The aim of IT project and portfolio management (PPM) is to align the most pressing initiatives with the proper resources in order to meet organizational goals. But IT project evaluation and portfolio management can be more tricky than it appears, due to competing corporate interests, a dearth of staffing and budget to accomplish project goals, and failings on the part of project managers to sort initiatives into the correct portfolios.
In this guide to IT project evaluation and portfolio management, learn how CIOs can employ project and portfolio management strategies to ongoing IT projects, guiding them seamlessly from concept to completion.
This IT project evaluation guide is part of SearchCIO's CIO Briefings series, which is designed to give IT leaders strategic management and decision-making advice on timely topics.
1. Showcase talent through IT project evaluation and management
As the application division manager for the city of Miami Beach, Fla., Bob Biles knows all about oversight. Every move that his 14 developers make for the 30 departments they serve is documented down to the minute, and while some may cringe when they hear the word transparency, he embraces it.
Not that Biles had a choice in the matter: Several officials have been collared for taking bribes for city projects dating back to 2006, with public outcry leading to new project oversight procedures. Still, Biles saw the accountability mandate as an opportunity to introduce project management best practices that would prove just as beneficial to IT as they would to the project steering committees asking questions about how taxpayer dollars were being spent.
Biles' first move was to the cloud, via a project and portfolio management (PPM) tool by Métier Ltd. that he uses to input his developers' billable project hours and correlate those hours to project buckets based on ITIL v3 project lifecycle phases: service strategy, service design, service transition, service operations and continual service improvement.
Read about how Biles took his talents to South Beach and strategized for PPM success.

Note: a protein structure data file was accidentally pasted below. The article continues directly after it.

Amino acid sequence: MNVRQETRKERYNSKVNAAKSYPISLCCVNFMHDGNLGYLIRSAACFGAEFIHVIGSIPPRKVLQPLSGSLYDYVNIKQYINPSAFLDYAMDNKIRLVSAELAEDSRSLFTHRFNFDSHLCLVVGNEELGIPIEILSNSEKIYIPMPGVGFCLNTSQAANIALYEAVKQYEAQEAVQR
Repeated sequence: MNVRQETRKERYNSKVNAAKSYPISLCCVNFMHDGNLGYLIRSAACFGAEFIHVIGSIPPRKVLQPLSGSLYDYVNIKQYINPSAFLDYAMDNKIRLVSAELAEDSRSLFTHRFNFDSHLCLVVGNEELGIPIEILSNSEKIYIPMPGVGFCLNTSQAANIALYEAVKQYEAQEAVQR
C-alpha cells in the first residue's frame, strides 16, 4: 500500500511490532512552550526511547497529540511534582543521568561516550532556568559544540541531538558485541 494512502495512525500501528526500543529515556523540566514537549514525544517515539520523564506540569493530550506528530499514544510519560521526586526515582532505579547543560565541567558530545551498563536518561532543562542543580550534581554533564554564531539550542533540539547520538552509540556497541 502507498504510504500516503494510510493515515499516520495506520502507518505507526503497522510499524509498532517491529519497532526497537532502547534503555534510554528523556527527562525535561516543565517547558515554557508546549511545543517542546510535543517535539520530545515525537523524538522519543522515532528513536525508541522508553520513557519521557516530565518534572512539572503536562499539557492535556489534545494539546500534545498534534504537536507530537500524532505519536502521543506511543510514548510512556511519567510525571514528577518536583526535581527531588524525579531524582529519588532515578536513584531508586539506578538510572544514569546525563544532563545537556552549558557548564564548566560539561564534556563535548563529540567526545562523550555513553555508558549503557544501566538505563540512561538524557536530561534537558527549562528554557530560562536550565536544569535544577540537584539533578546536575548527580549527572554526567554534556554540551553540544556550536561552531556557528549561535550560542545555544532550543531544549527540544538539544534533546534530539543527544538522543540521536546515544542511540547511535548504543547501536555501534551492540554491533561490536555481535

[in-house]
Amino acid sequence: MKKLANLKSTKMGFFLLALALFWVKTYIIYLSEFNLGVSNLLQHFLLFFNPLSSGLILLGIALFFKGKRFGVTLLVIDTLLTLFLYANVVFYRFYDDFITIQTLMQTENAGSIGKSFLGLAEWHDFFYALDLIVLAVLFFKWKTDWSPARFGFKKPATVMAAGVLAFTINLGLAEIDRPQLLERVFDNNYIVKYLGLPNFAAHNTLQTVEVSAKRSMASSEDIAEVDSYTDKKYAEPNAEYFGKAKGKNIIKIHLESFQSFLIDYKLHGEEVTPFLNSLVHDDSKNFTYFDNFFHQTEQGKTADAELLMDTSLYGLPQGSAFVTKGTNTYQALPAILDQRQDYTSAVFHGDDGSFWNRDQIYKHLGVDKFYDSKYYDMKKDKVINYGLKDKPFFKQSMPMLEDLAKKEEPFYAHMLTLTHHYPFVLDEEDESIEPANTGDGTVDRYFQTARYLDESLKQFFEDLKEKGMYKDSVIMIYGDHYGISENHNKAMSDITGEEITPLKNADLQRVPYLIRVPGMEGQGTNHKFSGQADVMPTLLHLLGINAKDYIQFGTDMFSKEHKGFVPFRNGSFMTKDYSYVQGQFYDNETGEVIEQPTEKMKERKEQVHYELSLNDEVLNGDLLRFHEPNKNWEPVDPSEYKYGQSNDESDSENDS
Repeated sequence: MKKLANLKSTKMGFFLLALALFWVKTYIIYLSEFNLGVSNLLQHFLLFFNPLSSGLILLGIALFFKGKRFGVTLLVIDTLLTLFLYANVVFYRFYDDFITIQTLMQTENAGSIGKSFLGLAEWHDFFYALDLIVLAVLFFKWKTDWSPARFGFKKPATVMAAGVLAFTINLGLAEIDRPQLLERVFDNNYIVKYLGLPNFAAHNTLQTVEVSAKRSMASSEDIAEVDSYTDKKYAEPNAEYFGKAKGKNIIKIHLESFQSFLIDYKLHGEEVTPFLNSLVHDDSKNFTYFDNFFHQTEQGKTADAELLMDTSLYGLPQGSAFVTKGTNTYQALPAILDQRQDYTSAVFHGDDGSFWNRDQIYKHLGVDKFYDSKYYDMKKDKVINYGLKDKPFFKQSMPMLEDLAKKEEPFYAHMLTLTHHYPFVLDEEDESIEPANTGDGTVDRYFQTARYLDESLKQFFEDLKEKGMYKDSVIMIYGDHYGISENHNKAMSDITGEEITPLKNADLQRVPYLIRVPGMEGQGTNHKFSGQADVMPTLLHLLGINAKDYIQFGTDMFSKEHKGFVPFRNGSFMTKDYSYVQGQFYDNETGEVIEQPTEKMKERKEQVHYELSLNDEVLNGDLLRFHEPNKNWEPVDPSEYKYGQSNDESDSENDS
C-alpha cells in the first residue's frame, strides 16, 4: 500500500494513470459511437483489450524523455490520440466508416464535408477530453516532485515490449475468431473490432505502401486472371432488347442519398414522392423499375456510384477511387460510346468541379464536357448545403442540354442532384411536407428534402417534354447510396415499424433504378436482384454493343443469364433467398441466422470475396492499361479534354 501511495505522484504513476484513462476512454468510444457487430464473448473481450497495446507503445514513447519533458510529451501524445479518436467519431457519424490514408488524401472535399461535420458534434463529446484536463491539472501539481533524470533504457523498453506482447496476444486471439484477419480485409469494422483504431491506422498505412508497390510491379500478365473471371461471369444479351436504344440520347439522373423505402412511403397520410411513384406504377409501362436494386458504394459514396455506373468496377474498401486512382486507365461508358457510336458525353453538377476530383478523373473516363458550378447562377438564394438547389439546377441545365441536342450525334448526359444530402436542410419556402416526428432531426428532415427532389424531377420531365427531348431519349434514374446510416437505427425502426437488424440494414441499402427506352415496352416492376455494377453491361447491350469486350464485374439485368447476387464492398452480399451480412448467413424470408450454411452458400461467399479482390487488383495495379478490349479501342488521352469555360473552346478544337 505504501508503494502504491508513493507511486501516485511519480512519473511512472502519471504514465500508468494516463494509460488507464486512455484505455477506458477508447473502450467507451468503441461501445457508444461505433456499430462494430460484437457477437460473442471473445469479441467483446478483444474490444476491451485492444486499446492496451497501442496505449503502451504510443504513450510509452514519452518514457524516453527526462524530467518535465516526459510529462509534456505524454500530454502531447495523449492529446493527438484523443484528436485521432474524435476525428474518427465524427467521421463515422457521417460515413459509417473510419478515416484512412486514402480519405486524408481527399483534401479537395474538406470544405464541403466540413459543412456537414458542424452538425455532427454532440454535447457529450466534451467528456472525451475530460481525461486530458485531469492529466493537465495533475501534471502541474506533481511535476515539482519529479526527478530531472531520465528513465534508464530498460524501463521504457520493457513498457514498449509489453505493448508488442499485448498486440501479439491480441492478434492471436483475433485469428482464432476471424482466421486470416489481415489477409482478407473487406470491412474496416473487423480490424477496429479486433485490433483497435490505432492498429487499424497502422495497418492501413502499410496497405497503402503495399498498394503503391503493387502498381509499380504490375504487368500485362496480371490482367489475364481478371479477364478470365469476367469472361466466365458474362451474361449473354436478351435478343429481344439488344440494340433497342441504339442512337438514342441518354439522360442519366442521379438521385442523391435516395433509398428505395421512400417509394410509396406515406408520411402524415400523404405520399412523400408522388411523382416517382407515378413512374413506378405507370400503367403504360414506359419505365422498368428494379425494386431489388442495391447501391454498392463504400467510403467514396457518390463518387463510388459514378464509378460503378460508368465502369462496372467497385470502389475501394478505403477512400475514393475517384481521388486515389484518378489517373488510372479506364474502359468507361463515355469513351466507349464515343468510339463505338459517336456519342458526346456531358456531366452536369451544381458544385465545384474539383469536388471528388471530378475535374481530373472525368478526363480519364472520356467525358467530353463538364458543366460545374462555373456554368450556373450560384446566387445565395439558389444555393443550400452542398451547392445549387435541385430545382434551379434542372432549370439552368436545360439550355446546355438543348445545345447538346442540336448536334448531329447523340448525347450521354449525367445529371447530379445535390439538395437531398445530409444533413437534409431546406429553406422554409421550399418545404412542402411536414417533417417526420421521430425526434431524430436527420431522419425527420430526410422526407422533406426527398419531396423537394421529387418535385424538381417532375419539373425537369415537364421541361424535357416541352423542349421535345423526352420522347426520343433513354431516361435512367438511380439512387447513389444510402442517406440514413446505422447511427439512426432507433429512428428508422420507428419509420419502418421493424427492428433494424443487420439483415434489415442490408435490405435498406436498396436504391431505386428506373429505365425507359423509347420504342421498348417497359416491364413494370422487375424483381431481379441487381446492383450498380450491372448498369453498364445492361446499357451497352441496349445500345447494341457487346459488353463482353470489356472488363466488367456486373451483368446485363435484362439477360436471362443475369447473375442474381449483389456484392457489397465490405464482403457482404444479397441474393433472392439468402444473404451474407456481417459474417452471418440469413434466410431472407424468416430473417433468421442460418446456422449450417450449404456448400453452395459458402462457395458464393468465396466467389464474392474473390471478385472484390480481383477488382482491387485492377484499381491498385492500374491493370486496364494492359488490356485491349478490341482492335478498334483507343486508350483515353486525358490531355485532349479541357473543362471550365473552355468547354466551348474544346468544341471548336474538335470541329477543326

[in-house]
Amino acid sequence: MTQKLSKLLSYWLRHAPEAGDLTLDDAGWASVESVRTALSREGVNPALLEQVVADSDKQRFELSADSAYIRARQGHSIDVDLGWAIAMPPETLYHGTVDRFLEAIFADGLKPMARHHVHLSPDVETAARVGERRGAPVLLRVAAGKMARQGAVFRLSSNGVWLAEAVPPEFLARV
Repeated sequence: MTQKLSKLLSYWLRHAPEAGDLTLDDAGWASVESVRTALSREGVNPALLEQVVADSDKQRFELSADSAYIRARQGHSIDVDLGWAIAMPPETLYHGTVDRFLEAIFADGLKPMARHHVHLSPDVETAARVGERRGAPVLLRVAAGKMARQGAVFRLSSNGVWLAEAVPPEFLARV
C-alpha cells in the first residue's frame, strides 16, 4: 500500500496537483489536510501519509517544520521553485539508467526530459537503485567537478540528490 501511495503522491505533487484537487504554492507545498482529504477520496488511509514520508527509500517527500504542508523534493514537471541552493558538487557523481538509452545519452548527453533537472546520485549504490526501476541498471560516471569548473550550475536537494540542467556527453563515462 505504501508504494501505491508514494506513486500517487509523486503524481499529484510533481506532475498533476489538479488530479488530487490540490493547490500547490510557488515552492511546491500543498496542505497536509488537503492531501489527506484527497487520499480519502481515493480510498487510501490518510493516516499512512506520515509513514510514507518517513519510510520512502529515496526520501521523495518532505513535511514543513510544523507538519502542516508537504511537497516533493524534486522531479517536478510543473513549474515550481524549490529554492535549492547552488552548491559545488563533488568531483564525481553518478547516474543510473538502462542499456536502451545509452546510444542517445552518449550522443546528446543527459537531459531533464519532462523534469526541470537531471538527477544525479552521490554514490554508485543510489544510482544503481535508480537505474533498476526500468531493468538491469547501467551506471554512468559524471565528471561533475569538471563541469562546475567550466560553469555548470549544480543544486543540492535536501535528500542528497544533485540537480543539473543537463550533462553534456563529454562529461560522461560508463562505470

2. Project evaluation: Let's go to the videotape
Are your IT project evaluation skills at their peak? Watch these videos and hone your craft.
Brian Wernham, author of Agile Project Management for government, discusses implementing agile methodologies in the public sector.
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3. Keeping your projects on course
Every team can improve project delivery by adapting Lean and Agile methodologies to "lessons learned," even to projects that do not use an Agile approach.
Traditional project management lessons-learned sessions are useless for three key reasons:1) The items or problems identified are specific to the team, the project and the technology.
2) The lessons-learned sessions are held at the end of the project.
3) If items are not team-, project- or technology-specific, they are so vague as to be useless.
Learn about the problems with each of these approaches in the full tip by expert Joseph Flahiff.
4. Project evaluation: Some terms to know
Set your projects up for success with this quick PPM terminology refresher.
5. Common setbacks in IT project evaluation and management
"Don't you just hate it when something is so obvious you completely overlook it?" asks SearchCIO features writer Karen Goulart. "It happens to everyone. And it happens to happen a lot when it comes to project and portfolio management (PPM), even among those with sound IT project management skills.
"Just ask Gartner analyst Audrey Apfel. She specializes in all the P's -- project management, program management and portfolio management -- and she has some nitty-gritty understanding of the ins and outs of project management skills."
What struck Goulart while watching a live Web chat by Apfel was the not-so-nitty-gritty stuff folks about to embark on projects fail to see and do. If this sounds like you or your organization, Goulart says, "Don't feel judged," but recognize an opportunity for growth.
6. Project and portfolio evaluation, management quiz for CIOs
The aim of portfolio and project management (PPM) and evaluation is to determine the best timeline for acting upon initiatives in order to boost the bottom line and achieve business goals. As an IT leader, many a CIOs must analyze and nurture technology projects, ensuring that the most profitable and pressing projects get top billing and ample resources.
Do you know enough about effective project and portfolio evaluation in the IT space to keep your organization moving forward? Test your knowledge by reviewing some of our recent news and tips and taking our quiz.